Standard Position Magic Squares    Any magic square may be disguised to make 7 other (apparently) different magic squares by means of rotations and reflections. These variations are NOT considered as new magic squares for purposes of enumeration. For the purpose of listing and indexing magic squares, a standard position must be defined. The magic square is then rotated and/or reflected until it is in this position. This position was defined by Frénicle in 1693 and consists of only two requirements.
    1. The lowest of any corner number must be in the upper left hand corner.
    2. The cell in the top row adjacent to the top left corner must be lower then the leftmost position of the second row (also adjacent to the top left corner).
   This process is called Normalizing. Achieving the first condition may require rotation. The second may require rotation and reflection. Once the magic square is in this position, it may be put in the correct index position in a list of magic squares of a given order.
   This definition has meaning (and relevance) for a normal magic square.
Benson & Jacoby, New Recreations with Magic Squares, 1976, p 123.
 
Standard Position Magic Stars    A magic star may be disguised to make 2n-1 apparently different magic stars where n is the order (number of points) of the magic star.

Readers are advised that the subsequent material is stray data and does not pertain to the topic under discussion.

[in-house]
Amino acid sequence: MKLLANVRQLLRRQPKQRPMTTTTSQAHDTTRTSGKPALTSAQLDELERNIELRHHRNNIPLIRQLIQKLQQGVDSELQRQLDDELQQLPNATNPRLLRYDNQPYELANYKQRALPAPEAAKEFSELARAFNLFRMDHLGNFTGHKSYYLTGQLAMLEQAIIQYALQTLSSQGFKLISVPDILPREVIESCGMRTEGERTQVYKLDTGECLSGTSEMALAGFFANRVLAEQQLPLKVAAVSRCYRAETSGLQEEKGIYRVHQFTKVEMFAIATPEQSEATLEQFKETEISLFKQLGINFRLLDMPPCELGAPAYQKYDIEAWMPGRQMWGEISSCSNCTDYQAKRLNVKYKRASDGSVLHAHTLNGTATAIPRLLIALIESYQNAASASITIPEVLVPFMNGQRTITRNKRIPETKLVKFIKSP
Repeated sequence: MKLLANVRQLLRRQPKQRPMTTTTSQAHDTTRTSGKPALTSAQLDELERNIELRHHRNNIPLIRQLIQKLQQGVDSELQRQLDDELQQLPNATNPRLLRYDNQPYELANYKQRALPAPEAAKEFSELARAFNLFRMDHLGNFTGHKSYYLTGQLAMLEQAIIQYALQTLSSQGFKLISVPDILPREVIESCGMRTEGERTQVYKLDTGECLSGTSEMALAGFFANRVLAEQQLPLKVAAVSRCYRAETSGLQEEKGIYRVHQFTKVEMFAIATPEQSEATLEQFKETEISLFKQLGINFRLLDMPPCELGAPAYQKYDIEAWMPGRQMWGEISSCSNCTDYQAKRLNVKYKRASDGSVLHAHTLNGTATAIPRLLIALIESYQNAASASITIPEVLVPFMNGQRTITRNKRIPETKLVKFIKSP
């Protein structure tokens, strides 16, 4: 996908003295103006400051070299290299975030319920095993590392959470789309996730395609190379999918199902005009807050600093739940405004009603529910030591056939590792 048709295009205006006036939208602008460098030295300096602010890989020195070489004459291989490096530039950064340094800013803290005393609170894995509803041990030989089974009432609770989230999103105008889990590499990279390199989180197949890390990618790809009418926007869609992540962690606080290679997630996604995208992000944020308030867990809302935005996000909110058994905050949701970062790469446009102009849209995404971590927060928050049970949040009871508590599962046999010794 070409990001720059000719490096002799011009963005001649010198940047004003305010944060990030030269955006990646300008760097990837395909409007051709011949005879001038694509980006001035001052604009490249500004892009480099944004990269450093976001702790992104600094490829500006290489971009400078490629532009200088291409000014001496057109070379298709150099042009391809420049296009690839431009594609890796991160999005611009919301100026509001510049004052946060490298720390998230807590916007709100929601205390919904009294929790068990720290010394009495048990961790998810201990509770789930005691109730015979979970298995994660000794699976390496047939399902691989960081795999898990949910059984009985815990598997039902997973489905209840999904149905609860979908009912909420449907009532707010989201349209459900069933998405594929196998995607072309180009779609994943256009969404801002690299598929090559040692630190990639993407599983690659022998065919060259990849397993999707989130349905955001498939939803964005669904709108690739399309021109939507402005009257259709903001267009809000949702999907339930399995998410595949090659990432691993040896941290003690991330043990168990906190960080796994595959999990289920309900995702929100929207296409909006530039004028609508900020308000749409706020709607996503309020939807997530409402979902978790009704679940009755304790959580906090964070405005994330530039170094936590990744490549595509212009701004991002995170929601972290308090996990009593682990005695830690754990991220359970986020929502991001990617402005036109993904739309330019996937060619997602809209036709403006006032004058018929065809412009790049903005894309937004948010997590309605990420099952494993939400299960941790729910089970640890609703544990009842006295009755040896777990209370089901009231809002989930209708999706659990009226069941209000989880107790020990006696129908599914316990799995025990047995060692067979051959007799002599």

Three characteristics determine the Standard position.
   1. The diagram is oriented so only one point is at the top.
   2. The top point of the diagram has the lowest value of all the points.
   3. The valley to the right of the top point has a lower value then that of the valley to the left.
This process is called Normalizing. Achieving the first and second conditions may require rotation. The third may require reflection. Once the magic star is in this position, it may be put in the correct index position in a list of magic stars of a given order.
   This definition has meaning (and relevance) for a normal magic star.
See my Magic Stars Definitions page.
 
Subtraction Magic Square    Interchange the contents of diagonal opposite corners of an order-3 magic square. Now, if you add the two outside numbers and subtract the center one from the sum, you get the constant 5.